They did that just a few times and Kaitlyn quickly learned that she could no longer spit it out. It wasn’t traumatic or anything, it was sort of matter of fact. Then she just went about taking sips of milk and watching her DVD…

Eventually after a few times, she worked her way up to 1.5 ounces of milk. After the milk they went on to the purees.

It’s going amazingly fantastic!

(Now, Kaitlyn is still vomiting, and I’ll get to that in a minute),

But I wanted you to soak up our utter and complete joy!

In just 3 days, we were able to transition Kaitlyn from 100% of her food by feeding tube to only 6 ounces of food at night and water during the day and night. Basically we have completely eliminated any tube food during the day. Eliminated within 3 days!!

Kaitlyn gets water via tube during the day and night and gets a Blenderized Diet meal (of 6 ounces) during the night (over a hour or so). Remember my midnight feeds….no more!!! What - I can go to bed before midnight? I haven’t done that since my girls were born.

I’m crying as I type this. I truly truly thought that my daughter would be going to school with a tube and would be tube fed for years and years to come. It wasn’t just my being negative; I spoke to many other tube fed children’s’ parents. I had prepared myself for years of tube feeding so that I could get over the daily disappointment when ever we tried to feed her and got nowhere.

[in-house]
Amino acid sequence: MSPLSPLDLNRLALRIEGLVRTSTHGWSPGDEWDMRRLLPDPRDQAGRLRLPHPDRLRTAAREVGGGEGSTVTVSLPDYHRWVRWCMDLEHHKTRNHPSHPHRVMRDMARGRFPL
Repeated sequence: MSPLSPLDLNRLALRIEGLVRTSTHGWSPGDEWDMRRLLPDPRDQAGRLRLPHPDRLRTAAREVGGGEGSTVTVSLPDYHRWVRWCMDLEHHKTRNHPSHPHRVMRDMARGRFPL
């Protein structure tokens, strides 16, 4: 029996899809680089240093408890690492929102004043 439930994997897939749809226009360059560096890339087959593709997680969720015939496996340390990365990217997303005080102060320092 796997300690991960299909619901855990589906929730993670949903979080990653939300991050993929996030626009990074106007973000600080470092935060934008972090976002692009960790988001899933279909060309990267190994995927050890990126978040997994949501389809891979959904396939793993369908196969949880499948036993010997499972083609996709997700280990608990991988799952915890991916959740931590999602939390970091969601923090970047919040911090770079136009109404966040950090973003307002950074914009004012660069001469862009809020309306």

She now EATS: 1.5 ounce of milk and 3 ounces of purées, for a total of 4.5 ounces at each meal. 5 times a day. It’s VERY structured. Very structured. Dr Patel warned that we had to stick EXACTLY to her instructions. (Believe me we are sticking exactly to the plan) We were given a 10 page instruction manual (treatment notes), menu plans for 3 days, ingredients to up the caloric content of her food, instructions on how to make and freeze the food, progress report sheets to take notes daily (detailed notes).